Several studies have suggested that regular exposure to a dog early in life could carry some benefits, some showing a lower risk of developing asthma and allergies in children. Now, a study from the University of California-San Francisco (UCSF) and the University of Michigan has gone even further, showing that exposure to a dog early in life actually changes microbes found within the gut.
While the studies are still out on the exact benefits of gut bacteria (otherwise known as flora or microbes), some studies have linked a healthy gut to many different health benefits, including a better immune system. This is where allergies and asthma (both considered autoimmune disorders) come in.
Researchers on the study, which was published in the journal Proceedings of the National Academy of Sciences, exposed mice to dust from two different types of houses: those with dogs and those without. Researchers also analyzed the community of microbes in the intestines of those mice before and after exposure.
According to researchers, the gastrointestinal microbiome within the mice actually changed, or “reshaped” after exposure to dust from houses with dogs. Researchers then introduced common allergens, and cockroach or protein allergens that typically cause an inflammatory response, to the mice. Surprisingly enough, researchers say there was a decreased reactivity by the immune system to both types of allergens in the mice that had been exposed to dust from homes with dogs.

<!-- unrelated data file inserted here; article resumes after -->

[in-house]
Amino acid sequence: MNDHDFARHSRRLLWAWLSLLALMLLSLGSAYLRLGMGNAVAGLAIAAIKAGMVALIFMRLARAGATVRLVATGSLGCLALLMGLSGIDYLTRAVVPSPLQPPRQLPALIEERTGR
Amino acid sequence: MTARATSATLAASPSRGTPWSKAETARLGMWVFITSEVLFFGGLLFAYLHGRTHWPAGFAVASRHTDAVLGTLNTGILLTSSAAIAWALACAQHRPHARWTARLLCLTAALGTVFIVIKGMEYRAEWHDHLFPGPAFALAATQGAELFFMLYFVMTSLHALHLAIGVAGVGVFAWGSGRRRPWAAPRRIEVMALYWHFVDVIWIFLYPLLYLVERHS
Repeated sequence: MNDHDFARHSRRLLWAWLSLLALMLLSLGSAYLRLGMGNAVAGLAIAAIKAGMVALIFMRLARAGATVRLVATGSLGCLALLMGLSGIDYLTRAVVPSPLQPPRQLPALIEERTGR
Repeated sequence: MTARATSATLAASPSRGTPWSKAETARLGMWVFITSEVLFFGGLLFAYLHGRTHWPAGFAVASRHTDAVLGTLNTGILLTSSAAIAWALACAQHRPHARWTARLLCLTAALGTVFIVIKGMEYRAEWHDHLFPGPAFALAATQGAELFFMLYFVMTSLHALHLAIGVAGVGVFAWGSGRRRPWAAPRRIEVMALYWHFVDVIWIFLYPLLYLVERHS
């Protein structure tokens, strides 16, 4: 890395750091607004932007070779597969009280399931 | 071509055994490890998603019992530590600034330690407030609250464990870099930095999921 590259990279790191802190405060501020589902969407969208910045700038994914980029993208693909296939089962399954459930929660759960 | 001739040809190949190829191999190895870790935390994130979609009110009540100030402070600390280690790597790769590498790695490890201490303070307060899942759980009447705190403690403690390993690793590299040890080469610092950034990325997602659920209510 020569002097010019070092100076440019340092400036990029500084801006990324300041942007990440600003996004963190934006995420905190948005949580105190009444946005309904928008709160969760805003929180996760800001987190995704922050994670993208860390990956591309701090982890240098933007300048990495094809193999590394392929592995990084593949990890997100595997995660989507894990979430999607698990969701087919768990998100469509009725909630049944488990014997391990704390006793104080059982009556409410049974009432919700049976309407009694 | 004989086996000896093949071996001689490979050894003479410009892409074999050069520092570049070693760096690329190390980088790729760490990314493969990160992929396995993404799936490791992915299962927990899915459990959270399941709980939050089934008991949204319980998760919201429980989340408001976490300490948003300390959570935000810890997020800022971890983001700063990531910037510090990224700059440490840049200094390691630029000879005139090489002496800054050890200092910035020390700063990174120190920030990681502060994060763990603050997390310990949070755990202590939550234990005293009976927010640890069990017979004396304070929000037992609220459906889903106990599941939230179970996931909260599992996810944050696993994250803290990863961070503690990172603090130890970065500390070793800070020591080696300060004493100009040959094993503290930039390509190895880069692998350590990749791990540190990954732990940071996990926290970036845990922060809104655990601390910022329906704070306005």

Specifically, researchers singled out the bacteria species called Lactobacillus johnsonil. When this bacteria was fed to the mice, researchers found that it prevented inflammation often attributed to allergens and respiratory syncytial virus (RSV), which is linked to an elevated risk of asthma later on in life.
However, study leader Professor Susan Lynch, from the Division of Gastroenterology at UCSF, said that the level of protection that Lactobacillus johnsonil by itself is less effective than the full dust microbe selection found in homes where dogs are present. For this reason, she believes that other bacterial species are needed to provide full protection in the airway. Additionally, Prof. Lynch said she is convinced that “the composition and function in the gut microbiome strongly influence immune reactions and present a novel avenue for development of therapeutics for both allergic asthma and a range of other diseases.”
The study authors also said that the findings may explain why children that are raised in homes with dogs from birth are less likely to have allergies as children and adults. They added that this may leave some future potential for future studies.
“Gut microbiome manipulation represents a promising new therapeutic strategy to protect individuals against both pulmonary infection and allergic airway disease.”
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